An Act of Faith

A couple puts their trust in their designer, who responds by giving their gracious nineteenth-century home an interior as fresh as the Nantucket sea air outside its windows.

Text by Jaci Conry Photography by Michael Partenio Produced by Stacy Kunstel

The first thing interior designer Charlotte Barnes learned about this project was that her clients wanted an almost impossibly quick turnaround. It was January and the homeowners had just bought a gracious, four-story sea captain’s house on Nantucket that they wanted redecorated, top-to-bottom, by Memorial Day. “The 6,200-square-foot house was literally a blank canvas. Totally empty, it needed everything,” says Barnes.

An ambitious timeframe, to be sure, but Barnes was up to the challenge. She already had a keen sense of the clients’ taste, having worked closely with them on two other homes.

The deadline precluded time for a lot of meetings to discuss furniture selections and color choices. “I said to the homeowners, ‘You’re going to have to go with the flow,’ ” recalls Barnes. As it turned out, that was just fine with them.

“We knew that Charlotte ‘got’ us,” says the husband “We had faith that she would deliver a finished product that was an expression of who we are. We told her to just take it and run with it.”

Removed from the bustle of cobbled Main Street but a mere stroll from town and with views of Nantucket Harbor, the house was built in 1830 at the height of the island’s prosperous whaling era. “It’s a very special, almost majestic place,” says the husband, who was drawn to the home’s soaring ceilings, elongated windows that usher in plenty of natural light, elaborate moldings and detailed woodwork. “The house was built during a time of incredible affluence. You can’t build the history that’s there.”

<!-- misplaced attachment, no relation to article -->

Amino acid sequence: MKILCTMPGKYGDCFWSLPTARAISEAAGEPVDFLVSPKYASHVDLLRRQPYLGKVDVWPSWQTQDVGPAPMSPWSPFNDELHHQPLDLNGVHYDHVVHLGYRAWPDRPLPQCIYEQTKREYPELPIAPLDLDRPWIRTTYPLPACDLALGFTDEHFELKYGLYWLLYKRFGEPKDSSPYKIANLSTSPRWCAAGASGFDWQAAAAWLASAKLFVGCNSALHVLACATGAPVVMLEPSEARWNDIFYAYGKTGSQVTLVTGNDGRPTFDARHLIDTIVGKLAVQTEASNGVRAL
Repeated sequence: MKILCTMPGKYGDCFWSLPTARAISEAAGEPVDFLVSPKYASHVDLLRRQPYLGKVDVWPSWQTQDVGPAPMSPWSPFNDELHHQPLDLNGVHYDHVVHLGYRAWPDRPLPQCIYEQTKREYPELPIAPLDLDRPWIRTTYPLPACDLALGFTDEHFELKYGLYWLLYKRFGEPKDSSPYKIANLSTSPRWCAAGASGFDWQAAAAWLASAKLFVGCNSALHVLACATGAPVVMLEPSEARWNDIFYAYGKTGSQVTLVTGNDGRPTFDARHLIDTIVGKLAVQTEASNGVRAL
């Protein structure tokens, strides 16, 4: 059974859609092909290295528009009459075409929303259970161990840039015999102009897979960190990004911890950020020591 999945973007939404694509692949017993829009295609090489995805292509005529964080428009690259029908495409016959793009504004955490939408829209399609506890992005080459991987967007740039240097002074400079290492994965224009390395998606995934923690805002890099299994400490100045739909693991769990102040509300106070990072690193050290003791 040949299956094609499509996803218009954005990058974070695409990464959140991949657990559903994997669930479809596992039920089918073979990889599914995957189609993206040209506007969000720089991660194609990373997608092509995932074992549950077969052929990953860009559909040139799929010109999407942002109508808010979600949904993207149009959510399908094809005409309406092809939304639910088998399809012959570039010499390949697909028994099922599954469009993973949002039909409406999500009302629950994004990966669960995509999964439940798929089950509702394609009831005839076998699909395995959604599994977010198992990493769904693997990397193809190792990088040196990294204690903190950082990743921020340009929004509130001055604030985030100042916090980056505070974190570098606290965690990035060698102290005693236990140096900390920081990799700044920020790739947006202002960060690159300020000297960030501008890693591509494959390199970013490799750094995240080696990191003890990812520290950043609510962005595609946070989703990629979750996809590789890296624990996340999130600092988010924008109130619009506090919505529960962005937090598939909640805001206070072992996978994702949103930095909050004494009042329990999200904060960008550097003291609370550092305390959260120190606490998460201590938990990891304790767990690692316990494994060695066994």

He and his wife felt strongly that any changes to the home respect its origins. At the same time, they wanted the interiors to reflect their own modern style of living.

For decades, the house had been used as an inn and the previous owners had undertaken a renovation in 2003 to convert it back to a single-family residence. Nantucket-based builder John Newman spearheaded the project back then, and the current owners tapped him to oversee the work done this time around. Construction was minimal: Newman added a new bathroom to the third story, where the couple’s four sons, ages nineteen to twenty-three, bunk when they’re home, and built a large deck off of the main level. Other than that, changes were primarily cosmetic and Barnes’s domain. “Charlotte,” says Newman, “absolutely transformed the whole house.”

Barnes began the transformation by repainting all the interior walls and their ample trim work. “It was an incredibly complicated and time-consuming job to strip and repaint the whole house,” says Barnes, who was awed by the precision of Nantucket painter Youcef Benhamida and his team.

For the living area, Barnes selected a range of Farrow & Ball paints in hues that echo the blues, grays and sands of the seaside locale. She gave bedrooms a richer, warmer feel, as in the master bedroom where she chose a terracotta tone for the walls to complement a chair upholstered in a coral and lime-green damask that she fell in love with at first sight.